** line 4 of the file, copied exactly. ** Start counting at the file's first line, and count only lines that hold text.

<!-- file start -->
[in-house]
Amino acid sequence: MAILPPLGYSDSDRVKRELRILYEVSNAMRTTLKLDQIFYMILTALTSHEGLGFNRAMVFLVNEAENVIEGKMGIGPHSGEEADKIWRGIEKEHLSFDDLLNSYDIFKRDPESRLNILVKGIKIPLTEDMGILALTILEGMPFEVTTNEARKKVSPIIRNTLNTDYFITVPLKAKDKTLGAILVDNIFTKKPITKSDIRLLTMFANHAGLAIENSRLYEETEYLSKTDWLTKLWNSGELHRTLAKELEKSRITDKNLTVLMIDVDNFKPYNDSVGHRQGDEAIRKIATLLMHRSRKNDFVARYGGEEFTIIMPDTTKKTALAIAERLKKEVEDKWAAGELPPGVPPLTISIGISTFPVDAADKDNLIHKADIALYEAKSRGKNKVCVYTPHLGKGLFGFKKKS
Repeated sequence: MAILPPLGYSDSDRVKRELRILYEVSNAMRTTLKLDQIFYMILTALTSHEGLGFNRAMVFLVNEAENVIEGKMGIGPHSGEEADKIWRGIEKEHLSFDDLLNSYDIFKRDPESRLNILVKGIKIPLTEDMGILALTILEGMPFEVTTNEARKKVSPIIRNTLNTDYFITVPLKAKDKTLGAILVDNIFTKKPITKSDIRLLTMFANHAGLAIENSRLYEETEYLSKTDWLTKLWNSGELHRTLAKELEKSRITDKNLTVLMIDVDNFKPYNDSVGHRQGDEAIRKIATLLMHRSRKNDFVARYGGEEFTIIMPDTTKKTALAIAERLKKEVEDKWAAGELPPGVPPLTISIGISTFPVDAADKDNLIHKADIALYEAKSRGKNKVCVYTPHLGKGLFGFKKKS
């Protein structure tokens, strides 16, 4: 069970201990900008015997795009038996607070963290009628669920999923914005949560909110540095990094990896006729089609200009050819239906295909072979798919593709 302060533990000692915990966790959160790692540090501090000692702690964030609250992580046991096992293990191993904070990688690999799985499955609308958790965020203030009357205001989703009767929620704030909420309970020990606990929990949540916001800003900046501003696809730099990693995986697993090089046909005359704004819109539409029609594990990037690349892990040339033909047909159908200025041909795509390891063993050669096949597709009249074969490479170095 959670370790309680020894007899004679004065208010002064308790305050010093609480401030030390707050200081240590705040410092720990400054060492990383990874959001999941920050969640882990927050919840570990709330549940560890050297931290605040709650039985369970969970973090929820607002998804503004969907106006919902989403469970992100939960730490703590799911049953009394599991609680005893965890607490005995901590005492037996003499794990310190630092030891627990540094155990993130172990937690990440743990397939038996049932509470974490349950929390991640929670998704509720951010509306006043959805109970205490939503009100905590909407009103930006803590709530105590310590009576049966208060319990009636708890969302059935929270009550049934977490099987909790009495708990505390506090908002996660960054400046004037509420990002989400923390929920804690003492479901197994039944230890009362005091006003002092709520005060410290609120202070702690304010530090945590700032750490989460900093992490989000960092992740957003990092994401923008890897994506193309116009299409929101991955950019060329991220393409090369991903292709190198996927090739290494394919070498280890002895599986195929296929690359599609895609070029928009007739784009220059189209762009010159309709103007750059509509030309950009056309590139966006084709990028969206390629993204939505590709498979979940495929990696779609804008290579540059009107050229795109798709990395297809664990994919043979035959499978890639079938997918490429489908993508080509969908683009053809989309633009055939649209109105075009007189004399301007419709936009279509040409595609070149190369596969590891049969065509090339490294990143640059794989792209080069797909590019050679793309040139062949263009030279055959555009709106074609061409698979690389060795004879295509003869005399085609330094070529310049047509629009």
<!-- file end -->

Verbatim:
């Protein structure tokens, strides 16, 4: 069970201990900008015997795009038996607070963290009628669920999923914005949560909110540095990094990896006729089609200009050819239906295909072979798919593709 302060533990000692915990966790959160790692540090501090000692702690964030609250992580046991096992293990191993904070990688690999799985499955609308958790965020203030009357205001989703009767929620704030909420309970020990606990929990949540916001800003900046501003696809730099990693995986697993090089046909005359704004819109539409029609594990990037690349892990040339033909047909159908200025041909795509390891063993050669096949597709009249074969490479170095 959670370790309680020894007899004679004065208010002064308790305050010093609480401030030390707050200081240590705040410092720990400054060492990383990874959001999941920050969640882990927050919840570990709330549940560890050297931290605040709650039985369970969970973090929820607002998804503004969907106006919902989403469970992100939960730490703590799911049953009394599991609680005893965890607490005995901590005492037996003499794990310190630092030891627990540094155990993130172990937690990440743990397939038996049932509470974490349950929390991640929670998704509720951010509306006043959805109970205490939503009100905590909407009103930006803590709530105590310590009576049966208060319990009636708890969302059935929270009550049934977490099987909790009495708990505390506090908002996660960054400046004037509420990002989400923390929920804690003492479901197994039944230890009362005091006003002092709520005060410290609120202070702690304010530090945590700032750490989460900093992490989000960092992740957003990092994401923008890897994506193309116009299409929101991955950019060329991220393409090369991903292709190198996927090739290494394919070498280890002895599986195929296929690359599609895609070029928009007739784009220059189209762009010159309709103007750059509509030309950009056309590139966006084709990028969206390629993204939505590709498979979940495929990696779609804008290579540059009107050229795109798709990395297809664990994919043979035959499978890639079938997918490429489908993508080509969908683009053809989309633009055939649209109105075009007189004399301007419709936009279509040409595609070149190369596969590891049969065509090339490294990143640059794989792209080069797909590019050679793309040139062949263009030279055959555009709106074609061409698979690389060795004879295509003869005399085609330094070529310049047509629009």